When presented with the influence of multiple dwarf planets, astrologers often take on the demeanor of astronomers by asking, “How can that tiny distant thing influence us so greatly?” Despite the dismissive willingness of many astrologers to disregard the new dwarf planets, any astrologer who has endured a Pluto transit knows that it was real, potent and life-altering. The same stands true of Eris, Sedna, Haumea and Makemake. And let us not ignore the influence of the dwarf planet Ceres.
When assessing planetary potency, astronomers tend to go into a discrimination mode regarding physical attributes. It becomes all about the diameter of a body and its mass, ignoring the important qualities of relative gravitational influence and density. This is similar to enjoying a meal based only upon plate presentation and smell, ignoring taste and texture. How silly.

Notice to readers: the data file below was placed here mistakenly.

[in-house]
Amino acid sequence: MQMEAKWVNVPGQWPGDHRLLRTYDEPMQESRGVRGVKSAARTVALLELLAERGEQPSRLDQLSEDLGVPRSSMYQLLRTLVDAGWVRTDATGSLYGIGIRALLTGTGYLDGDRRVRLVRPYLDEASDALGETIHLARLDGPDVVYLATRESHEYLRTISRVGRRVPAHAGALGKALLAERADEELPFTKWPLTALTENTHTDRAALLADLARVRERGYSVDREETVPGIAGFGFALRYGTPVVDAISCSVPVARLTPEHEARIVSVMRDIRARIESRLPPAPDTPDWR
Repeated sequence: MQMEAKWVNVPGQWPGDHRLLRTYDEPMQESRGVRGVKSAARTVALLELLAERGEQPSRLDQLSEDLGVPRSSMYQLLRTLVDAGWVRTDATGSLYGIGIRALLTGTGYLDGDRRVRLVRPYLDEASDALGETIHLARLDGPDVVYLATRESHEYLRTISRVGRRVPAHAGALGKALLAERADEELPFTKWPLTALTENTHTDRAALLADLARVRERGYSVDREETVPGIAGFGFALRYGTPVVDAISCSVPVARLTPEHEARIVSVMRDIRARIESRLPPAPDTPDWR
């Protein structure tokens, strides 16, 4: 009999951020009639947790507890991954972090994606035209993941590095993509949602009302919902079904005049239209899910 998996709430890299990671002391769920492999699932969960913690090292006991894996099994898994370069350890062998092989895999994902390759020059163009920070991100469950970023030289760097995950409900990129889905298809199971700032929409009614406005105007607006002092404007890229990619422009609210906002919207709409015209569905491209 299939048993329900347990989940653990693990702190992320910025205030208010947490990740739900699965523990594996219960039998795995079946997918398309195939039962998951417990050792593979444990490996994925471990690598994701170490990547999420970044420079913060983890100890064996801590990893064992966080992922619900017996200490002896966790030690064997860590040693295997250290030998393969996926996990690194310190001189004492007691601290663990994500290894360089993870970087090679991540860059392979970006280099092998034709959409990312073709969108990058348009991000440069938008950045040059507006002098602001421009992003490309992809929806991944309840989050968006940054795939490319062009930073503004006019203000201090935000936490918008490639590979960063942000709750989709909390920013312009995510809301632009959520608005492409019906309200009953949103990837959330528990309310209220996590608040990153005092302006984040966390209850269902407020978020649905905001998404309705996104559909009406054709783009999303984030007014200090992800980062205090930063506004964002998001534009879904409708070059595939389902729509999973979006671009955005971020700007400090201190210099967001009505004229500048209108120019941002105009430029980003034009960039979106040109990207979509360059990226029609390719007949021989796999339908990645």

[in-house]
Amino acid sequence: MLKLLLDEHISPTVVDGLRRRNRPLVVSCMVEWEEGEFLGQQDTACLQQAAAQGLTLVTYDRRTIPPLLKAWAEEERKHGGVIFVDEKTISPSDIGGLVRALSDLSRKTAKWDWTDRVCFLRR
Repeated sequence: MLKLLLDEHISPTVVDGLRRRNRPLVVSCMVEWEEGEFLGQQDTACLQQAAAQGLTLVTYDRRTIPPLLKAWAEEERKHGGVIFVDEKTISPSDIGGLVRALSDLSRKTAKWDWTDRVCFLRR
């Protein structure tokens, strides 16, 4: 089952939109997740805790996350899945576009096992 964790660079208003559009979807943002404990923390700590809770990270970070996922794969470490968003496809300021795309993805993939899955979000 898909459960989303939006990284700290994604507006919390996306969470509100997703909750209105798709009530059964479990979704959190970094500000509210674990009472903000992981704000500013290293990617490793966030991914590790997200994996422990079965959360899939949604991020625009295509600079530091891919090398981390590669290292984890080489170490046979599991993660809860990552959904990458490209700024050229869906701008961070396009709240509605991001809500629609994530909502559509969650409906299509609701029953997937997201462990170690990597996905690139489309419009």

Without dwelling upon the technicalities of such assessments and without factoring the commonly used gravitational rejection factor of distance (which is discussed in detail on my website in the “Does Size Matter?” article), let me just present a couple of images to ponder. Sit with them and take some time to consider the magnitude of what we might be missing. As well, consider what might be missed in developing consciousness without the influence of these bodies.
The following diagrams do not include the data for Makemake, Haumea and Sedna. The data for these bodies is quite new and subject to change. It is likely a reasonable assumption that Makemake and Haumea will track closely with Eris. Note also, that while not widely discussed, Charon – the thing that used to be Pluto’s moon, is actually a dwarf planet.
The following graphs indicate the relationship of a body’s density to its mass (D/m) and density to gravity (D/g). Note the influences of the “dwarfs” to the “giants.” Of course, taking an inverse effect g/D or m/D, these plots would be reversed.
Notice the amazingly strong influence of Ceres. No wonder the other gods and goddesses deferred to her as they did.
More data is to come. While arguments can be posed against these suppositions, equally valid points can be made about these observations.
It’s not just how “big” it is. It’s also about how densely packed (intentional) a body is and how much attractive influence it exerts in its own relative realm.